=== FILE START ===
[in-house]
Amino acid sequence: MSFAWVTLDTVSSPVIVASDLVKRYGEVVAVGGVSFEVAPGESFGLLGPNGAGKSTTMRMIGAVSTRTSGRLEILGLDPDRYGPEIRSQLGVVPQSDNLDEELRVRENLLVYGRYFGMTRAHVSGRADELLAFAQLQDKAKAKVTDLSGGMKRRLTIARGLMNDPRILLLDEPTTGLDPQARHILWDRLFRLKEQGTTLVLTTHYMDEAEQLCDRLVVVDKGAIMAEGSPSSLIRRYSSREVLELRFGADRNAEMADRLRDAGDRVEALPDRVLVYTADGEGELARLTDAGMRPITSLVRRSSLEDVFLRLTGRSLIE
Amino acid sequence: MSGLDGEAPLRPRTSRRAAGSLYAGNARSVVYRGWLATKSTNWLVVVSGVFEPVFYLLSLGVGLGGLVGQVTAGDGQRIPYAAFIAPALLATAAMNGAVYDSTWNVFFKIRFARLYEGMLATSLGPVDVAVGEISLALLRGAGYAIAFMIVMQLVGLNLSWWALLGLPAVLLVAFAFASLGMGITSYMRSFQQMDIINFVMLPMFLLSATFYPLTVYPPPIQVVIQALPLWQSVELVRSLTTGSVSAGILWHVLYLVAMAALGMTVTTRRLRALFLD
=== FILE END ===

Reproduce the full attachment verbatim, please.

[in-house]
Amino acid sequence: MSFAWVTLDTVSSPVIVASDLVKRYGEVVAVGGVSFEVAPGESFGLLGPNGAGKSTTMRMIGAVSTRTSGRLEILGLDPDRYGPEIRSQLGVVPQSDNLDEELRVRENLLVYGRYFGMTRAHVSGRADELLAFAQLQDKAKAKVTDLSGGMKRRLTIARGLMNDPRILLLDEPTTGLDPQARHILWDRLFRLKEQGTTLVLTTHYMDEAEQLCDRLVVVDKGAIMAEGSPSSLIRRYSSREVLELRFGADRNAEMADRLRDAGDRVEALPDRVLVYTADGEGELARLTDAGMRPITSLVRRSSLEDVFLRLTGRSLIE
Amino acid sequence: MSGLDGEAPLRPRTSRRAAGSLYAGNARSVVYRGWLATKSTNWLVVVSGVFEPVFYLLSLGVGLGGLVGQVTAGDGQRIPYAAFIAPALLATAAMNGAVYDSTWNVFFKIRFARLYEGMLATSLGPVDVAVGEISLALLRGAGYAIAFMIVMQLVGLNLSWWALLGLPAVLLVAFAFASLGMGITSYMRSFQQMDIINFVMLPMFLLSATFYPLTVYPPPIQVVIQALPLWQSVELVRSLTTGSVSAGILWHVLYLVAMAALGMTVTTRRLRALFLD